Inflammation is a major contributor to the pathogenesis of almost all liver diseases. Low-molecular-weight proteins called chemokines are the main drivers of liver infiltration by immune cells such as macrophages, neutrophils and others during an inflammatory response. During the past 25 years, tremendous progress has been made in understanding the regulation and functions of chemokines in the liver. This Review summarizes three main aspects of the latest advances in the study of chemokine function in liver diseases. First, we provide an overview of chemokine biology, with a particular focus on the genetic and epigenetic regulation of chemokine transcription as well as on the cell type-specific production of chemokines by liver cells and liver-associated immune cells. Second, we highlight the functional roles of chemokines in liver homeostasis and their involvement in progression to disease in both human and animal models. Third, we discuss the therapeutic opportunities targeting chemokine production and signalling in the treatment of liver diseases, such as alcohol-associated liver disease and nonalcoholic steatohepatitis, including the relevant preclinical studies and ongoing clinical trials.
Chemokines are secreted mediators that regulate the infiltration of immune cells into the liver and modulate the activation and proliferation of almost all liver cell types.
Individual chemokines can interact with their corresponding receptors based on their structural characteristics and local context and can contribute to liver homeostasis by interacting with immune and non-immune liver cells.
Tumour necrosis factor (TNF), IL-6 and many other cytokines can rapidly stimulate the transcription of pro-inflammatory chemokines in a robust and co-regulated manner through the epigenetically primed chromatin 3D conformation of enhancer–promoter interactions.
Chemokines are associated with liver disease and it is critical to identify different major players that provide the similarities and dissimilarities between mouse and human genomic arrangement.
Current drug development based on chemokines and receptors in liver diseases is limited and can be greatly improved with novel therapeutic strategies.
Subscribe to Journal
Get full journal access for 1 year
only $4.92 per issue
All prices are NET prices.
VAT will be added later in the checkout.
Tax calculation will be finalised during checkout.
Rent or Buy article
Get time limited or full article access on ReadCube.
All prices are NET prices.
Deuel, T. F., Keim, P. S., Farmer, M. & Heinrikson, R. L. Amino acid sequence of human platelet factor 4. Proc. Natl Acad. Sci. USA 74, 2256–2258 (1977).
Anisowicz, A., Bardwell, L. & Sager, R. Constitutive overexpression of a growth-regulated gene in transformed Chinese hamster and human cells. Proc. Natl Acad. Sci. USA 84, 7188–7192 (1987).
Sugano, S., Stoeckle, M. Y. & Hanafusa, H. Transformation by Rous sarcoma virus induces a novel gene with homology to a mitogenic platelet protein. Cell 49, 321–328 (1987).
Vinader, V. & Afarinkia, K. A beginner’s guide to chemokines. Future Med. Chem. 4, 845–852 (2012).
Chang, B. et al. Short- or long-term high-fat diet feeding plus acute ethanol binge synergistically induce acute liver injury in mice: an important role for CXCL1. Hepatology 62, 1070–1085 (2015).
Marra, F. & Tacke, F. Roles for chemokines in liver disease. Gastroenterology 147, 577–594.e1 (2014).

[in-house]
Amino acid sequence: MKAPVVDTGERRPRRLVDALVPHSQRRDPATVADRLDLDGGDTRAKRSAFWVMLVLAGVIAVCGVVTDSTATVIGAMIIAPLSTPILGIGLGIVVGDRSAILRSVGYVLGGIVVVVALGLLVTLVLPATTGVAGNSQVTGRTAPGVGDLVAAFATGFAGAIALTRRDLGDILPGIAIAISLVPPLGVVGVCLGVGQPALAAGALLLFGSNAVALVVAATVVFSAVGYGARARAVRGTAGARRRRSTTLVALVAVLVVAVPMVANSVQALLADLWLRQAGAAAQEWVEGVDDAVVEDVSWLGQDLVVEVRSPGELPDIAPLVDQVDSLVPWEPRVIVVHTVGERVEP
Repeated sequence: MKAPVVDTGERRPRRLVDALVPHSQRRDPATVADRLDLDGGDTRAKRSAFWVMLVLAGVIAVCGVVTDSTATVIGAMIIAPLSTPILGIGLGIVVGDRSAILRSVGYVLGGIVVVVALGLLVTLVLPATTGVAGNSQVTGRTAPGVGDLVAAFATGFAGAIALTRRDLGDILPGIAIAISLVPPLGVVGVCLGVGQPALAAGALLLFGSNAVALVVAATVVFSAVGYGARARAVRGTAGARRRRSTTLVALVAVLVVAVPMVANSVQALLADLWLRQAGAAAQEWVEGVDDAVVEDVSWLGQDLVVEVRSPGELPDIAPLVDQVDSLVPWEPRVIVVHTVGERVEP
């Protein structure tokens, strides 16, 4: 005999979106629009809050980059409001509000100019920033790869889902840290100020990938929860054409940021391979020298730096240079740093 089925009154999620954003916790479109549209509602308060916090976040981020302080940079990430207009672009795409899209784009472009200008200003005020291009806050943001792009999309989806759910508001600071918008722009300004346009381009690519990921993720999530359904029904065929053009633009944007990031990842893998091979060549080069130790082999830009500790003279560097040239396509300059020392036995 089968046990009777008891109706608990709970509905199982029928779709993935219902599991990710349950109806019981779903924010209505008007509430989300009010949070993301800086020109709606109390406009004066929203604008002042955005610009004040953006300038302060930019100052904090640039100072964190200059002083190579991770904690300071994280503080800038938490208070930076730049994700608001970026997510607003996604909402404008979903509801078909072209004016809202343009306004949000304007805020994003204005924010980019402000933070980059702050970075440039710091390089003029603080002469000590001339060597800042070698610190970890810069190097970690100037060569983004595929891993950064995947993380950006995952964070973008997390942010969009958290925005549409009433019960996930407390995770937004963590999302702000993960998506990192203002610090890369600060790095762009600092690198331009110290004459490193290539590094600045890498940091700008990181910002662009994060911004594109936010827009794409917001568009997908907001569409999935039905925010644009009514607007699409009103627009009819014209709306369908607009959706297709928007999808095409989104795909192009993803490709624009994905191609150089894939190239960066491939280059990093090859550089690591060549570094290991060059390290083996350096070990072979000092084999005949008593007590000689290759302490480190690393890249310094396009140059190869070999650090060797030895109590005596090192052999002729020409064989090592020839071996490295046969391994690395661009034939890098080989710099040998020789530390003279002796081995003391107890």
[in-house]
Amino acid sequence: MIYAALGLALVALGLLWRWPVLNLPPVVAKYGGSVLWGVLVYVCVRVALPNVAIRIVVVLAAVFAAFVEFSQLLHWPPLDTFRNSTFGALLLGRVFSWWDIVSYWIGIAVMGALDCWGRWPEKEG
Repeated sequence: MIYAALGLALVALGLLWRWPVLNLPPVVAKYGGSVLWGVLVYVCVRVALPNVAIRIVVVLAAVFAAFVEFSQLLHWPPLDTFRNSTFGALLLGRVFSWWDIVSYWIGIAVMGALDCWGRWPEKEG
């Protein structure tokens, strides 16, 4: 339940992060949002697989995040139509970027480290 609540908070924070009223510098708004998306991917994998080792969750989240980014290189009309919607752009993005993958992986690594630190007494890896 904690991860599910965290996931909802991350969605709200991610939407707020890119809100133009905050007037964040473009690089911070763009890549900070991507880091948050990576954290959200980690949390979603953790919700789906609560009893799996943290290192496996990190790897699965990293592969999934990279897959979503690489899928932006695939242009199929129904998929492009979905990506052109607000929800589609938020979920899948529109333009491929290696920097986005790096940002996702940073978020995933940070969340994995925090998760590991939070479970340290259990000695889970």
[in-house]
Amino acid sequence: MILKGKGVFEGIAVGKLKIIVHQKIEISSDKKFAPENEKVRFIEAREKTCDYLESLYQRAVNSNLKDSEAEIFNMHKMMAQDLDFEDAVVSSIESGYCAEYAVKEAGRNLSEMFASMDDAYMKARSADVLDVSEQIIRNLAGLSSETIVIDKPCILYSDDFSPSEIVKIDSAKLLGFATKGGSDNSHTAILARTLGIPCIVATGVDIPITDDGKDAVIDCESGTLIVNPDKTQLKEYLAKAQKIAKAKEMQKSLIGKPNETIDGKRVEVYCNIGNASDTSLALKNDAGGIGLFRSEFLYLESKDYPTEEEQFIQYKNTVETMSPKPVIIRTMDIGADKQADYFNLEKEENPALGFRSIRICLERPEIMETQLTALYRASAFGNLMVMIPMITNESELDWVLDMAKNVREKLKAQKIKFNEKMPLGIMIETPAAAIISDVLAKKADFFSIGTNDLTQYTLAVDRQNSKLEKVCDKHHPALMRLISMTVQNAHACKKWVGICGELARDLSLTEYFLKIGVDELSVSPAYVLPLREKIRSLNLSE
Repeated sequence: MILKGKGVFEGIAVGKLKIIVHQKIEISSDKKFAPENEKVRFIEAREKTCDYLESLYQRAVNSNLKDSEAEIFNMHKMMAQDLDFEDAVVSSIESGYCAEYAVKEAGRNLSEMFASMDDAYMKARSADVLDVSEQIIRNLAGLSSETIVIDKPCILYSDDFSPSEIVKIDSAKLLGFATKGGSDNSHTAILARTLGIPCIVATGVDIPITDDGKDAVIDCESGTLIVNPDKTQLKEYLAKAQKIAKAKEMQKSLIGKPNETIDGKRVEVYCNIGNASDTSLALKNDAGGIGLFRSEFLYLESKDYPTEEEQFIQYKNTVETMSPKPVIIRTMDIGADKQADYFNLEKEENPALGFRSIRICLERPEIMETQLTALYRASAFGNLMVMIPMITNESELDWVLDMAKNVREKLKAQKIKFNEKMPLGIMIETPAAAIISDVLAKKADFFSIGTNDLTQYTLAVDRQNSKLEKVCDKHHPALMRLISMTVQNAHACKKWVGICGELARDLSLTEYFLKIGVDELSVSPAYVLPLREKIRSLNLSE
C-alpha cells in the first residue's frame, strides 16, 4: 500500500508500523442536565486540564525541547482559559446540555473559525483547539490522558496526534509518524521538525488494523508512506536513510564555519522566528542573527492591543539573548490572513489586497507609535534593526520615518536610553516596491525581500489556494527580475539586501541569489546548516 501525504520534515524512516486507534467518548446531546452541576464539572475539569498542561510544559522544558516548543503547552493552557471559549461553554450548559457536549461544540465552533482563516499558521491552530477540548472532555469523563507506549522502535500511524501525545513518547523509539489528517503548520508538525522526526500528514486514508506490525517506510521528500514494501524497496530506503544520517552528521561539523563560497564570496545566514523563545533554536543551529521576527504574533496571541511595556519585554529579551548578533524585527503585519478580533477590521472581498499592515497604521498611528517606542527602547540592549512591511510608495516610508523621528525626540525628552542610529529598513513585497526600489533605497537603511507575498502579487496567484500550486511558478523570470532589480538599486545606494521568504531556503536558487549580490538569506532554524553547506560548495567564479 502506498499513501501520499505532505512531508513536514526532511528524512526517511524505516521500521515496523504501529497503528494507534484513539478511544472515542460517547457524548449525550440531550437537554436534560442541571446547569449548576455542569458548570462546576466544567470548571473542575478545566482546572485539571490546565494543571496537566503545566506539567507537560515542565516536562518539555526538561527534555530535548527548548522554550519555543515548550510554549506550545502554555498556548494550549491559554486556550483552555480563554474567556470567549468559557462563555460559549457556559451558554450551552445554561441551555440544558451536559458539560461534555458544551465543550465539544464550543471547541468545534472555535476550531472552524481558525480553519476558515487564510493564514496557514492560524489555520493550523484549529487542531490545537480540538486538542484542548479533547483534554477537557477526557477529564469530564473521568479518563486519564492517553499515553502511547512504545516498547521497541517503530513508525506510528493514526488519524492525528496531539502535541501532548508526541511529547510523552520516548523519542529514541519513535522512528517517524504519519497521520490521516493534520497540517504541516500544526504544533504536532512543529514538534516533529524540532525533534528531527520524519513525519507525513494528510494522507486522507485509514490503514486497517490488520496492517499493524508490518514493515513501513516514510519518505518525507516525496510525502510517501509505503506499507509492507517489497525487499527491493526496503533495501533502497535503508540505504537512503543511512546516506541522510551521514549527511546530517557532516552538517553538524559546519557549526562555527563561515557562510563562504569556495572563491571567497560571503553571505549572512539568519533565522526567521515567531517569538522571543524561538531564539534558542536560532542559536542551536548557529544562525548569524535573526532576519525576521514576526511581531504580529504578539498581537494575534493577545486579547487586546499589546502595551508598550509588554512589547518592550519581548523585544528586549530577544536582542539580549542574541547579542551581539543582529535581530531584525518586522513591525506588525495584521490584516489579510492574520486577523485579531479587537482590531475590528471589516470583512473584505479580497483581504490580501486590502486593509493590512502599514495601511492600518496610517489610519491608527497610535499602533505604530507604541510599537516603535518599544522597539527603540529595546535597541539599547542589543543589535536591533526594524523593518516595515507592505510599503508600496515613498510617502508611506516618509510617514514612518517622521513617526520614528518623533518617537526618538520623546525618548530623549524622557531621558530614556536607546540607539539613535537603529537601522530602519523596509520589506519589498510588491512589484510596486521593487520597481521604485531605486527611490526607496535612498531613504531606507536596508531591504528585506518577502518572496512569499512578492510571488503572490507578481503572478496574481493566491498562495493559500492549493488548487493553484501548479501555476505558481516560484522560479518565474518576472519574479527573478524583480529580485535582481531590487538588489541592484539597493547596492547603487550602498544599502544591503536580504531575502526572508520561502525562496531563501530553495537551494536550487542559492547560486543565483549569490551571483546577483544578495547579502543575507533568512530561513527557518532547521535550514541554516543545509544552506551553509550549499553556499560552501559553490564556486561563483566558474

Hughes, C. E. & Nibbs, R. J. B. A guide to chemokines and their receptors. FEBS J. 285, 2944–2971 (2018).
Rot, A. Chemokine patterning by glycosaminoglycans and interceptors. Front. Biosci. 15, 645–660 (2010).
Joseph, P. R. B. et al. Lysines and arginines play non-redundant roles in mediating chemokine-glycosaminoglycan interactions. Sci. Rep. 8, 12289 (2018).
Luster, A. D. Chemokines–chemotactic cytokines that mediate inflammation. N. Engl. J. Med. 338, 436–445 (1998). This is one of the early reviews that introduced the burgeoning family of cytokines, with special emphasis on their role in the pathophysiology of disease and their potential as targets for therapy.
Charo, I. F. & Ransohoff, R. M. The many roles of chemokines and chemokine receptors in inflammation. N. Engl. J. Med. 354, 610–621 (2006).
Laing, K. J. & Secombes, C. J. Trout CC chemokines: comparison of their sequences and expression patterns. Mol. Immunol. 41, 793–808 (2004).
Raman, D., Sobolik-Delmaire, T. & Richmond, A. Chemokines in health and disease. Exp. Cell Res. 317, 575–589 (2011).
Sahin, H., Trautwein, C. & Wasmuth, H. E. Functional role of chemokines in liver disease models. Nat. Rev. Gastroenterol. Hepatol. 7, 682–690 (2010). This paper summarized the chemokines in experimental liver disease models, the advances that might lead to preclinical applications and the roles of chemokine receptors as promising pharmacologically targetable molecules.
Gollomp, K. et al. Neutrophil accumulation and NET release contribute to thrombosis in HIT. JCI Insight 3, e99445 (2018).
Neumann, K. et al. Chemokine transfer by liver sinusoidal endothelial cells contributes to the recruitment of CD4+ T cells into the murine liver. PLoS ONE 10, e0123867 (2015).
Yano, T., Ohira, M., Nakano, R., Tanaka, Y. & Ohdan, H. Hepatectomy leads to loss of TRAIL-expressing liver NK cells via downregulation of the CXCL9-CXCR3 axis in mice. PLoS ONE 12, e0186997 (2017).
Ambade, A. et al. Pharmacological inhibition of CCR2/5 signaling prevents and reverses alcohol-induced liver damage, steatosis, and inflammation in mice. Hepatology 69, 1105–1121 (2019).
Krenkel, O. et al. Therapeutic inhibition of inflammatory monocyte recruitment reduces steatohepatitis and liver fibrosis. Hepatology 67, 1270–1283 (2018).